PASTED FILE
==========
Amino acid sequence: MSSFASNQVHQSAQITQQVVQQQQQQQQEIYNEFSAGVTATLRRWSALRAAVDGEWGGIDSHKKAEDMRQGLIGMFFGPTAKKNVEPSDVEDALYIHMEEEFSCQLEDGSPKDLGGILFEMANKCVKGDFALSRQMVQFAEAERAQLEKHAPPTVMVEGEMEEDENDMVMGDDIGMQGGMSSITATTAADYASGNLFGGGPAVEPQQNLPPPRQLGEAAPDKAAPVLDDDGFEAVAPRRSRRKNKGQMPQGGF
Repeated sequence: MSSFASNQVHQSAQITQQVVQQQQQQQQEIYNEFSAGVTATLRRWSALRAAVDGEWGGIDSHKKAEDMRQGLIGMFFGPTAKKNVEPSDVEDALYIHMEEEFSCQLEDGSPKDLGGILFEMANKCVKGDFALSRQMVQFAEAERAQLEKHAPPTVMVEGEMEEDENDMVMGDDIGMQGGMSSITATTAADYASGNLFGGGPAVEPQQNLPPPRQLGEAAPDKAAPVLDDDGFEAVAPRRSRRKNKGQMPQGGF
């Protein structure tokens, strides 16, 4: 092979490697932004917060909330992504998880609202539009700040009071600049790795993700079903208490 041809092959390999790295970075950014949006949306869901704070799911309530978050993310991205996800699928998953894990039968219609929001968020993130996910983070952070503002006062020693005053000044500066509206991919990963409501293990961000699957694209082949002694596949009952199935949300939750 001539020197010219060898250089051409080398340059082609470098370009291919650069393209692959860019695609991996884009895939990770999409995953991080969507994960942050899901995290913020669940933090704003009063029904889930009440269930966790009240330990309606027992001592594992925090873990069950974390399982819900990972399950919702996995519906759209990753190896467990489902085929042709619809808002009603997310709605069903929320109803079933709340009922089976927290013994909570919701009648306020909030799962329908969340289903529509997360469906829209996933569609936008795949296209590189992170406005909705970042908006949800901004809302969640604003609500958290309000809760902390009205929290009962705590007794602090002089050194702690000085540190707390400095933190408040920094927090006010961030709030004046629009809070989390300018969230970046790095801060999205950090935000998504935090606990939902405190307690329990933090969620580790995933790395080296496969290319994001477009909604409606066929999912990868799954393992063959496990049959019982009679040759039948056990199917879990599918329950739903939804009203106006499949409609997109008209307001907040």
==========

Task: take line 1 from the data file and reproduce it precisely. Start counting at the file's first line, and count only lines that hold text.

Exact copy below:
Amino acid sequence: MSSFASNQVHQSAQITQQVVQQQQQQQQEIYNEFSAGVTATLRRWSALRAAVDGEWGGIDSHKKAEDMRQGLIGMFFGPTAKKNVEPSDVEDALYIHMEEEFSCQLEDGSPKDLGGILFEMANKCVKGDFALSRQMVQFAEAERAQLEKHAPPTVMVEGEMEEDENDMVMGDDIGMQGGMSSITATTAADYASGNLFGGGPAVEPQQNLPPPRQLGEAAPDKAAPVLDDDGFEAVAPRRSRRKNKGQMPQGGF